Images of aeroplanes smashing into the World Trade Centre, of people jumping to their deaths, of collapsing towers and waves of choking dust filling the New York streets will forever live in my memory.

That day the world stood shoulder to shoulder with the US.

George W Bush, the recently elected president, now had the opportunity to shape the ‘new world order’ his father had promised after the collapse of the Soviet Union.

Bush needed to do two things: allay the fears and anger of Americans and bring the terrorists to justice. In so doing he and his government would earn respect and recover the moral authority lost by the US over much of the post-war period.

Standing in the rubble of ground zero, addressing exhausted emergency workers, however, Bush chose a different strategy. He vowed revenge and a war on terror. The bombing, invasion and occupation of Afghanistan in pursuit of one man, Osama Bin Laden, leader of al-Qaeda, was underway.

But what was the strategy beyond the ousting of the Taliban and Bin Laden’s capture? Nation building? Ending terror attacks on the west?

Twenty years on and it’s clear there was no strategy beyond revenge.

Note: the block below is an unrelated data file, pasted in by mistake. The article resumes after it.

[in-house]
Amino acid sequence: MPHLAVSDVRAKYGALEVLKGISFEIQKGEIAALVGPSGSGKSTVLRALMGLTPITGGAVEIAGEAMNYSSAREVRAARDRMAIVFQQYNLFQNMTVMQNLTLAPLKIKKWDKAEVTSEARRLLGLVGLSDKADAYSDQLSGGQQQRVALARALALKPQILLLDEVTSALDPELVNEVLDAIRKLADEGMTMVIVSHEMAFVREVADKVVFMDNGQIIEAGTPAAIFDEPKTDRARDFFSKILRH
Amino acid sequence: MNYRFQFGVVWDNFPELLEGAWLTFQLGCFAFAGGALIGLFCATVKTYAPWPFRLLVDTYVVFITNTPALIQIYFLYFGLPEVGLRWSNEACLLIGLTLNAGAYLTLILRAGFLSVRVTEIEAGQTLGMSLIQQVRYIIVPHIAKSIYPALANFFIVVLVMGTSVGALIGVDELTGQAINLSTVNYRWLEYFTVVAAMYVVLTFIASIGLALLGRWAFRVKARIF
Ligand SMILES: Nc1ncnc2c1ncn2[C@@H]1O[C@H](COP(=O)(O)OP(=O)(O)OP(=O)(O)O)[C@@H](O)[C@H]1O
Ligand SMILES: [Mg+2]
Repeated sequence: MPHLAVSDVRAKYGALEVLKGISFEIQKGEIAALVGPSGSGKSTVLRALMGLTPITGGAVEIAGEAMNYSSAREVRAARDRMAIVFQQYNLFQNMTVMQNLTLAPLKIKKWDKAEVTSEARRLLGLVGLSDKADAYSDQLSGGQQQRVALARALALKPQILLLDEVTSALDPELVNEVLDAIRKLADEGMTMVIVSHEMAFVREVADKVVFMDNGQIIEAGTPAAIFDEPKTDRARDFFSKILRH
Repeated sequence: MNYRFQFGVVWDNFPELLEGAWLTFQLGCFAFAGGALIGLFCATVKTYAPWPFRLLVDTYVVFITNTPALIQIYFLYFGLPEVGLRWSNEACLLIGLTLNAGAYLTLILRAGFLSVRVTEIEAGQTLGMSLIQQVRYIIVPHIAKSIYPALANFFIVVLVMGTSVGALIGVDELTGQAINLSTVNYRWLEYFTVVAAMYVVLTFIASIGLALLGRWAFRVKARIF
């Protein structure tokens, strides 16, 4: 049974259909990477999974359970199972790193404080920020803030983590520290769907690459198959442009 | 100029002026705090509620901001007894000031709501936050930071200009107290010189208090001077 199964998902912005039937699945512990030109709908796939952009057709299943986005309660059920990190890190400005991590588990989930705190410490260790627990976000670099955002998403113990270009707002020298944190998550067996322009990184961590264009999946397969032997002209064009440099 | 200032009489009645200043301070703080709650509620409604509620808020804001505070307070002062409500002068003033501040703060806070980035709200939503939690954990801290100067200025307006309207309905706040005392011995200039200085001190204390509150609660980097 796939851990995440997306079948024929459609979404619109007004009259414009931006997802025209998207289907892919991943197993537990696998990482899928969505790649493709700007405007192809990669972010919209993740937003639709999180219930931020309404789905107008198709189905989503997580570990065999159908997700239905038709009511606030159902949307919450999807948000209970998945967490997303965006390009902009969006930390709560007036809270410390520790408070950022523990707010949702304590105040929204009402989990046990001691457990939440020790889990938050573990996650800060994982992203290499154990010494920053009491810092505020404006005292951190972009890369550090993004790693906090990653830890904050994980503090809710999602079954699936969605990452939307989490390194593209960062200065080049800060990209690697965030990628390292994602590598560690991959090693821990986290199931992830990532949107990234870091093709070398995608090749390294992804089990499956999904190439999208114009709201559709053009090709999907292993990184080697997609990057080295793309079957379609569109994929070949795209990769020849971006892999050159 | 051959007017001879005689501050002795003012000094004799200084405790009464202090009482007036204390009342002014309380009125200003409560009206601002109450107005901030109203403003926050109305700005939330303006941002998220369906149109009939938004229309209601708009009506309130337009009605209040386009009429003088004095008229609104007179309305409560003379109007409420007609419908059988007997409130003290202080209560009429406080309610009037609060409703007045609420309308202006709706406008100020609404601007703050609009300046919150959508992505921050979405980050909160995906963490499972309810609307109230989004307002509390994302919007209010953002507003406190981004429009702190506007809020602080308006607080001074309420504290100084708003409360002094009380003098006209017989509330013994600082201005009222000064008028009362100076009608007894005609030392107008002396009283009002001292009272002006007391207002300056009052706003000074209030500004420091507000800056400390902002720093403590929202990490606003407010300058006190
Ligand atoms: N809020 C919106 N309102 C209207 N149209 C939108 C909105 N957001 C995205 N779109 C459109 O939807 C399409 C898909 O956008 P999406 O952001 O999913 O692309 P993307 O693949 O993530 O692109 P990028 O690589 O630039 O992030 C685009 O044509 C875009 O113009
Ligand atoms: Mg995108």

In that time US administrations, both republican and democrat, have ignored international law, torturing suspects and denying them basic human rights under the Geneva Conventions.

Of the nearly 800 detainees held at Guantanamo Bay, only two have been charged and found guilty. Half a million Afghans are dead and injured. Two million are refugees.

Having failed to catch Bin Laden early on, the Bush administration escalated the conflict. Their next target was Saddam Hussein, an erstwhile ally who had turned against the US by invading Kuwait.

Claims that Saddam was in cahoots with al-Qaeda and had an arsenal of weapons of mass destruction were manifest lies, but that didn’t stop the shock and awe offensive of 2003.

By 2006 the Taliban had started to regroup in Afghanistan. In Iraq al-Qaeda took advantage of the power vacuum to muster support against the occupiers; the very same al-Qaeda which would go on to to establish the Islamic State across the Levant.

Still the Americans, assisted by the UK government, pressed on, committing more troops and money to corrupt regimes who neither served their foreign masters nor their impoverished citizens.

Twenty years on, the US intervention in Afghanistan has come to an end with yet another ignominious defeat and yet more harrowing images of desperate people clinging to aircraft.

I leave you with the words of GR Gleig, a British army chaplain, who wrote that this was “a war begun for no wise purpose…brought to a close after suffering and defeat…Not one benefit, political or military, was acquired with this war.”

Only Gleig was writing in 1843 just after the first Anglo-Afghan war, known ever since as the Disaster in Afghanistan.

George Bush’s biggest mistake was to ignore history. And that is a lesson for all political leaders.

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